The Endless Trench: 33 Years in Hiding

"The Endless Trench" is a movie that, in the light of the recent pandemic, produces rather different sensations than it would've done previously. However, in this case, the protagonist is locked in his own house for 33 years.
The Endless Trench: 33 Years in Hiding
Cristina Roda Rivera

Written and verified by the psychologist Cristina Roda Rivera.

Last update: 08 December, 2022

The Endless Trench is an overwhelming journey through the Spanish Civil War and the activities of the so-called moles. After a government amnesty in 1969, a handful of men across Spain came out into the open. They’d been in hiding, often in their own homes, for more than 30 years to avoid reprisals following Franco’s occupation of the country in 1936.

The Endless Trench brings together details of some of the most amazing accounts of these real-life nightmares. Reformulating the hidden story of a so-called ‘mole’ and his wife, who’s suffering deeply from their terrible situation, it’s an excellent story about love as protection against fear.

The movie achieves much of its impact through the two protagonists and the location. It was produced and directed by a team of Basque professionals who were also responsible for films such as Flowers and The Giant. It’s an intense, almost perfect emotional journey about the fear of political repression and human vulnerability, despair, and resistance.

The Endless Trench: from flight to eternal waiting

Virtually all of the physical action takes place in the first 20 minutes of the movie. The camera follows the shrewd leftist politician, Higinio (Antonio de la Torre). He’s loaded, along with other prisoners, onto a Francoist Civil Guard truck.

While one of his companions cries out to one of the guards, Higinio takes the opportunity to jump out of the truck and escape. He’s chased by the civil guards through the Andalusian countryside.

Finally, as night falls, he hides in a deep dark well along with two others. However, these two men are shot from above. Meanwhile, Higinio manages to hide in one of the holes left by the well. Pushing aside the bloodied bodies, he leaves the well the next morning and heads home.

His wife, the seamstress Rosa (Belén Cuesta), is waiting for him there. From thereon in, a profound psychological drama takes place in the stillness and seemingly endless hours. Higinio can see no other way out than to hide under the ground and witness everything that happens in his house like a mole. In fact, he’s like a spectator in his own home but sitting in the worst possible chair.

Tension for the viewer

Although the life of a mole was presumably boring, boredom certainly isn’t a problem for the viewer of this movie.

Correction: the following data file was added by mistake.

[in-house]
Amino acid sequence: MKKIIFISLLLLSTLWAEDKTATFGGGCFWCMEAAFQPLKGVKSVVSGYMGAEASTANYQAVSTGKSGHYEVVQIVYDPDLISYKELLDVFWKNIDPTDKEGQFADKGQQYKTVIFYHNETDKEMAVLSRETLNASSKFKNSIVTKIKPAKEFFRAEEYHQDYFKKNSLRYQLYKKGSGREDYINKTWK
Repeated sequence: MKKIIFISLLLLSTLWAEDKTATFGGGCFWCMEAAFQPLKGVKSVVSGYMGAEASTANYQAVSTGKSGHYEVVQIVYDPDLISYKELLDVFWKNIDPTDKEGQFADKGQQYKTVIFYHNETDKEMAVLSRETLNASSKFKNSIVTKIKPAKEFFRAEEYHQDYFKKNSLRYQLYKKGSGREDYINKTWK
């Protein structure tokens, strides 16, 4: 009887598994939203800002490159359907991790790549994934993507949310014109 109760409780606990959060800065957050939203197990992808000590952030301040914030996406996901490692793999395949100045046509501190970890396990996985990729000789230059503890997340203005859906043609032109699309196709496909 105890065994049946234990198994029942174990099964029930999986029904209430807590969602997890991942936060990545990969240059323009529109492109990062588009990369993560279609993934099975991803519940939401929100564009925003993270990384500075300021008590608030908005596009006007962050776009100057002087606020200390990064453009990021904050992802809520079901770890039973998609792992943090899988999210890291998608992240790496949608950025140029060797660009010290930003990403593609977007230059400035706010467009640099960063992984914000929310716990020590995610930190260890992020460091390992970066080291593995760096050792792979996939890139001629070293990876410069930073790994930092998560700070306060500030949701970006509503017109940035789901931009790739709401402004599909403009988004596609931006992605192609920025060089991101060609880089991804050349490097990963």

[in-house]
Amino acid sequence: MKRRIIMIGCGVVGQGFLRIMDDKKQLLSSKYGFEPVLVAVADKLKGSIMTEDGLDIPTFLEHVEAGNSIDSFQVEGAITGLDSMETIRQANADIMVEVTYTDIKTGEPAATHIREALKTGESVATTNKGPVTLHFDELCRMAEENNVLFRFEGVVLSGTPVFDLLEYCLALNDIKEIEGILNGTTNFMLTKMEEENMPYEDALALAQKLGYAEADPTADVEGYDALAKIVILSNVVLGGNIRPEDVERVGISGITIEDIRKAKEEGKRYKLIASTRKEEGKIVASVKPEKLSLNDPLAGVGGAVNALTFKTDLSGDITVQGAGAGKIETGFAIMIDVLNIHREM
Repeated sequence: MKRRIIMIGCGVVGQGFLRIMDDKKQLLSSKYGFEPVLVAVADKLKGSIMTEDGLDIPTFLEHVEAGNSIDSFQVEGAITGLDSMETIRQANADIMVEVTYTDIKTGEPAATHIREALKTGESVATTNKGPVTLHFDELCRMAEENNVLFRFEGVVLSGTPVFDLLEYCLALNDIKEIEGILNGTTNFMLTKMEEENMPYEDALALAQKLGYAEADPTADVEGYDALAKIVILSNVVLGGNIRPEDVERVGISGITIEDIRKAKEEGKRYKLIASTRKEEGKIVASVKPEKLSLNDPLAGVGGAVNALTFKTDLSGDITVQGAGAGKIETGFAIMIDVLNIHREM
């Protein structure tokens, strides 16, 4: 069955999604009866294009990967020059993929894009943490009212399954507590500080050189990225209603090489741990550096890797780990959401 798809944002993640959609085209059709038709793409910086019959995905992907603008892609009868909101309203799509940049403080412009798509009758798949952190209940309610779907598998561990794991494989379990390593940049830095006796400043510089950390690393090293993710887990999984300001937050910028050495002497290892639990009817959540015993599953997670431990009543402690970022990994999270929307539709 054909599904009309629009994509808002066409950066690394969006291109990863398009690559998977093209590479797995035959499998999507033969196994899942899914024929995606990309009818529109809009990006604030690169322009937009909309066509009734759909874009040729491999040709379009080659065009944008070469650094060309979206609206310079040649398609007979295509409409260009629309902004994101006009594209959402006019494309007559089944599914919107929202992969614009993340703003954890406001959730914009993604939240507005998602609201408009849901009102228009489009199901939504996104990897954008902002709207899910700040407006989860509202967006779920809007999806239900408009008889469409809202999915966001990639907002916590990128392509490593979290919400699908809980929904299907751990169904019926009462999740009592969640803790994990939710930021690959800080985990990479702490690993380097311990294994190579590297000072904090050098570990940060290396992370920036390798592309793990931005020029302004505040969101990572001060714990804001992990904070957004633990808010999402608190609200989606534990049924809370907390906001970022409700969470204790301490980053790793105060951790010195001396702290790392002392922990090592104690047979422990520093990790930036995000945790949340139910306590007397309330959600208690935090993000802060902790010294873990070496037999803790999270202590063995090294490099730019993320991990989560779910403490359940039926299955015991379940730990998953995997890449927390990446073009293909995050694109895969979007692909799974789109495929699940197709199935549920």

The main threat comes from Gonzalo (Vicente Vergara), who betrays Higinio to the authorities. In fact, he continues to threaten him throughout the movie, starting with sadistically drawing back the curtains of the house on Rosa while Higinio watches from his hiding place.

Higinio moves to his father-in-law’s house dressed as an older woman, taking advantage of the Easter break. There, he has a much larger space to fully establish himself as a mole on the run from justice. There’s a small bed, some tiny shelves, and a small table.

In a tragicomic sequence that offers a break from the drama, a homosexual couple decides to use Higinio’s father-in-law’s house for their dates, taking advantage of Rosa’s absence for a few months. Upon being discovered by Higinio, a pact is established in which they can see each other at the house in exchange for bringing newspapers and food.

Rosa

Rosaly declares that she wants a child, a demand that’s rather difficult to believe given the circumstances. She’s a firm, devoted, and selfless wife. Her role is complex because her character has several layers. In fact, she’s much more than a woman who helps Higinio hide.

Rosa suddenly has to alter everything her upbringing has prepared her for. She’s forced to reinvent herself as the breadwinner. Belén Cuesta conveys Rosa’s fragility, strength, and commitment as the years go by.

The turning point in Rosa’s life comes with the harassment and rape she suffers from a civil guard. One day, there’s a struggle in which Rosa refuses to establish any contact with him. Higinio, who sees everything through his hiding place, has to contain himself so as not to be discovered.

We see Higinio’s overwhelming frustration as his humiliations pile up. However, when he sees what happened to Rosa, he reacts in a primitive way. He comes out of hiding to have sex with her in an uncomfortable scene that borders on sexual abuse.

When the civil guard returns a few days later, he attacks Rosa and Higinio can’t prevent him from raping her, since his hiding place is in danger of catching fire as his lamp has fallen to the ground. When he finally goes out to help, it’s to kill the civil guard. Nevertheless, he’ll always have doubts as to whether or not he’s the father of Rosa’s child.

hidden man

The power of love

The performances of both protagonists give reality to the story. In addition, the fact that Higinio is a man of traditional values and few words gives a really strong meaning to his role.

Inevitably, most of the action takes place in semi-darkness, sometimes used in contrast to the dazzling Andalusian sun. Much of it occurs through uncertain visions from Higinio’s fearful point of view as, together with the viewer, he tries to figure out what’s going on. This is a strategy that builds both tension and emotion.

Despite the suffering, darkness, and human evil that the movie reflects, The Endless Trench is a positive film. It tells us, without sentimentality, excess, or cliché, that love can be a refuge that lasts for a lifetime.

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